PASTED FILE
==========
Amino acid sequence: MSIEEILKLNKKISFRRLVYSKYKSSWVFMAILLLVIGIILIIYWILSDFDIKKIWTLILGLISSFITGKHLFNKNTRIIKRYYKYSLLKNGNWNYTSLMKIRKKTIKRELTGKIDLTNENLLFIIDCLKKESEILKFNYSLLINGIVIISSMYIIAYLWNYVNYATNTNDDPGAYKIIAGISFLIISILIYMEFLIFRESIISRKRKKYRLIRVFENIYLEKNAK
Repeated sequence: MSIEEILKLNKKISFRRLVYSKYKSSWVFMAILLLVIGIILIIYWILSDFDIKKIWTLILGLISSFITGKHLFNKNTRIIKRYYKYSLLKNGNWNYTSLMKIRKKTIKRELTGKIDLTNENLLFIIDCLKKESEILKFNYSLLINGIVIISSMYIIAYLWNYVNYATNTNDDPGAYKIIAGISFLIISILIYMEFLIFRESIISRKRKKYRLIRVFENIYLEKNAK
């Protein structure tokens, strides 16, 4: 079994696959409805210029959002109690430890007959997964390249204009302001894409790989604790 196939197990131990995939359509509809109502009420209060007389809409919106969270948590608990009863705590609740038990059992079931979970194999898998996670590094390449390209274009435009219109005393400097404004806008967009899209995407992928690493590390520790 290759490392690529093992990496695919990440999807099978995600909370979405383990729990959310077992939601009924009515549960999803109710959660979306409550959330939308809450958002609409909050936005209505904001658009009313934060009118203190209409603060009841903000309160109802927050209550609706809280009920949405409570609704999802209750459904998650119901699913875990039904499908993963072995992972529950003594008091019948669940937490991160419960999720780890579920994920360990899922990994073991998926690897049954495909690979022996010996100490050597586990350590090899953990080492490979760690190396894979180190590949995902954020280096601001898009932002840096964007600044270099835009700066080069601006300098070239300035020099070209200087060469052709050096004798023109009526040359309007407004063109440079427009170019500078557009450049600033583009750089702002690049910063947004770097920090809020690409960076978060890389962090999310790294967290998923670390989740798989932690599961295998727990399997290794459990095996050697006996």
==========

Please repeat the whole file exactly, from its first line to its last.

Amino acid sequence: MSIEEILKLNKKISFRRLVYSKYKSSWVFMAILLLVIGIILIIYWILSDFDIKKIWTLILGLISSFITGKHLFNKNTRIIKRYYKYSLLKNGNWNYTSLMKIRKKTIKRELTGKIDLTNENLLFIIDCLKKESEILKFNYSLLINGIVIISSMYIIAYLWNYVNYATNTNDDPGAYKIIAGISFLIISILIYMEFLIFRESIISRKRKKYRLIRVFENIYLEKNAK
Repeated sequence: MSIEEILKLNKKISFRRLVYSKYKSSWVFMAILLLVIGIILIIYWILSDFDIKKIWTLILGLISSFITGKHLFNKNTRIIKRYYKYSLLKNGNWNYTSLMKIRKKTIKRELTGKIDLTNENLLFIIDCLKKESEILKFNYSLLINGIVIISSMYIIAYLWNYVNYATNTNDDPGAYKIIAGISFLIISILIYMEFLIFRESIISRKRKKYRLIRVFENIYLEKNAK
């Protein structure tokens, strides 16, 4: 079994696959409805210029959002109690430890007959997964390249204009302001894409790989604790 196939197990131990995939359509509809109502009420209060007389809409919106969270948590608990009863705590609740038990059992079931979970194999898998996670590094390449390209274009435009219109005393400097404004806008967009899209995407992928690493590390520790 290759490392690529093992990496695919990440999807099978995600909370979405383990729990959310077992939601009924009515549960999803109710959660979306409550959330939308809450958002609409909050936005209505904001658009009313934060009118203190209409603060009841903000309160109802927050209550609706809280009920949405409570609704999802209750459904998650119901699913875990039904499908993963072995992972529950003594008091019948669940937490991160419960999720780890579920994920360990899922990994073991998926690897049954495909690979022996010996100490050597586990350590090899953990080492490979760690190396894979180190590949995902954020280096601001898009932002840096964007600044270099835009700066080069601006300098070239300035020099070209200087060469052709050096004798023109009526040359309007407004063109440079427009170019500078557009450049600033583009750089702002690049910063947004770097920090809020690409960076978060890389962090999310790294967290998923670390989740798989932690599961295998727990399997290794459990095996050697006996």